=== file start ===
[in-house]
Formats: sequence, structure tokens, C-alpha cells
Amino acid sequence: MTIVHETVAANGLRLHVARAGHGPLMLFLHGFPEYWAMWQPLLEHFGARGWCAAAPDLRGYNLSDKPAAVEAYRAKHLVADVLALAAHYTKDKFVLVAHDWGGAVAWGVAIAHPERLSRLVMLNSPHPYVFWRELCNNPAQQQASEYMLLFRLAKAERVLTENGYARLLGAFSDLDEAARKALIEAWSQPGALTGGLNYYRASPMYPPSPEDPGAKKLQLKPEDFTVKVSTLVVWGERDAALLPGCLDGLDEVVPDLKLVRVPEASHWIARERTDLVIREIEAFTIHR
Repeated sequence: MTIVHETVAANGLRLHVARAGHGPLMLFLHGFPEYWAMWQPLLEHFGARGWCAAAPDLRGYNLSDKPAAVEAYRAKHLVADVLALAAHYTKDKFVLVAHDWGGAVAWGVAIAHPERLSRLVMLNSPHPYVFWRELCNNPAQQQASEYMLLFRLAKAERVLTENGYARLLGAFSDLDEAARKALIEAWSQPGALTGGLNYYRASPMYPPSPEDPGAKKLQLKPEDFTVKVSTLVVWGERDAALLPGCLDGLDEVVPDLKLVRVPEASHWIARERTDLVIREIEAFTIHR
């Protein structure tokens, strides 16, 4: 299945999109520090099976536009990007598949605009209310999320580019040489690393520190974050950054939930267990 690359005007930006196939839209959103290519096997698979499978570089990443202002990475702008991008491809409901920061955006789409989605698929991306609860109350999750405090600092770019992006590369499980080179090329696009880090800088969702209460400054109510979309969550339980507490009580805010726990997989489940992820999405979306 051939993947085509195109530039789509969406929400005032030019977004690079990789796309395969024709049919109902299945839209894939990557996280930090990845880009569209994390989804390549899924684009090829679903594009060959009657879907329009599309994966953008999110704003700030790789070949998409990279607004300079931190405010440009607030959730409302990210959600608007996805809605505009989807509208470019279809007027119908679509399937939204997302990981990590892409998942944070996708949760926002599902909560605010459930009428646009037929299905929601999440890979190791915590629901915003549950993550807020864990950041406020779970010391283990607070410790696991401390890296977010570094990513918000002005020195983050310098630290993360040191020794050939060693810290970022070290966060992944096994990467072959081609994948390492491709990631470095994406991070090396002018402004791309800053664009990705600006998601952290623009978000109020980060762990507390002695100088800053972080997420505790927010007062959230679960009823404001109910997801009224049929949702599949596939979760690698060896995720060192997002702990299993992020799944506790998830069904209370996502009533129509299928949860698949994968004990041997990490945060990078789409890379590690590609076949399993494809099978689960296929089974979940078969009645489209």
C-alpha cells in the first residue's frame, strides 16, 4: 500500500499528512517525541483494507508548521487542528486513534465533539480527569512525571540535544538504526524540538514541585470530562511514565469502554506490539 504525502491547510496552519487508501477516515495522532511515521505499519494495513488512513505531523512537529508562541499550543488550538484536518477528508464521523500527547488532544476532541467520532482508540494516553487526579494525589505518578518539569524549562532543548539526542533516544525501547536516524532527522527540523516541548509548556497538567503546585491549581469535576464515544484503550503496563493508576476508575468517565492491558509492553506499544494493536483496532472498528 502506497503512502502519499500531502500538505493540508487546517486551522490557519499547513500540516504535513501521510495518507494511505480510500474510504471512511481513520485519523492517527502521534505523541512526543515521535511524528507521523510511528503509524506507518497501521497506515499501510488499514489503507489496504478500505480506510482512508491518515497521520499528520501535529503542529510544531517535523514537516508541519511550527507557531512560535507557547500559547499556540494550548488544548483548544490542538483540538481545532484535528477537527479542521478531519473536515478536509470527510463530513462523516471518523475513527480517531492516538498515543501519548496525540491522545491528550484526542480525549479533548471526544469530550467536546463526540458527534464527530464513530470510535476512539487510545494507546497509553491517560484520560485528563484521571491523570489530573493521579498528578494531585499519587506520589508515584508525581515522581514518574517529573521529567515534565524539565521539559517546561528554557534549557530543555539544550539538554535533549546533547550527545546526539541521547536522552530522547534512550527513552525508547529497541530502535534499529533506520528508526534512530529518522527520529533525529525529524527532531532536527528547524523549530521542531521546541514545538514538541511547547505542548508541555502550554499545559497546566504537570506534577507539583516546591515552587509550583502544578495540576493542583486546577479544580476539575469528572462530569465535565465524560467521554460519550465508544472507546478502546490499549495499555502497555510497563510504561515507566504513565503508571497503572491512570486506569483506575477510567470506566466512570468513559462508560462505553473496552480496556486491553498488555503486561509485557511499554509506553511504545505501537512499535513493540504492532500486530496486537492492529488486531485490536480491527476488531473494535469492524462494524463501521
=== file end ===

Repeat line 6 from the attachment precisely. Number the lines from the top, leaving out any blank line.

C-alpha cells in the first residue's frame, strides 16, 4: 500500500499528512517525541483494507508548521487542528486513534465533539480527569512525571540535544538504526524540538514541585470530562511514565469502554506490539 504525502491547510496552519487508501477516515495522532511515521505499519494495513488512513505531523512537529508562541499550543488550538484536518477528508464521523500527547488532544476532541467520532482508540494516553487526579494525589505518578518539569524549562532543548539526542533516544525501547536516524532527522527540523516541548509548556497538567503546585491549581469535576464515544484503550503496563493508576476508575468517565492491558509492553506499544494493536483496532472498528 502506497503512502502519499500531502500538505493540508487546517486551522490557519499547513500540516504535513501521510495518507494511505480510500474510504471512511481513520485519523492517527502521534505523541512526543515521535511524528507521523510511528503509524506507518497501521497506515499501510488499514489503507489496504478500505480506510482512508491518515497521520499528520501535529503542529510544531517535523514537516508541519511550527507557531512560535507557547500559547499556540494550548488544548483548544490542538483540538481545532484535528477537527479542521478531519473536515478536509470527510463530513462523516471518523475513527480517531492516538498515543501519548496525540491522545491528550484526542480525549479533548471526544469530550467536546463526540458527534464527530464513530470510535476512539487510545494507546497509553491517560484520560485528563484521571491523570489530573493521579498528578494531585499519587506520589508515584508525581515522581514518574517529573521529567515534565524539565521539559517546561528554557534549557530543555539544550539538554535533549546533547550527545546526539541521547536522552530522547534512550527513552525508547529497541530502535534499529533506520528508526534512530529518522527520529533525529525529524527532531532536527528547524523549530521542531521546541514545538514538541511547547505542548508541555502550554499545559497546566504537570506534577507539583516546591515552587509550583502544578495540576493542583486546577479544580476539575469528572462530569465535565465524560467521554460519550465508544472507546478502546490499549495499555502497555510497563510504561515507566504513565503508571497503572491512570486506569483506575477510567470506566466512570468513559462508560462505553473496552480496556486491553498488555503486561509485557511499554509506553511504545505501537512499535513493540504492532500486530496486537492492529488486531485490536480491527476488531473494535469492524462494524463501521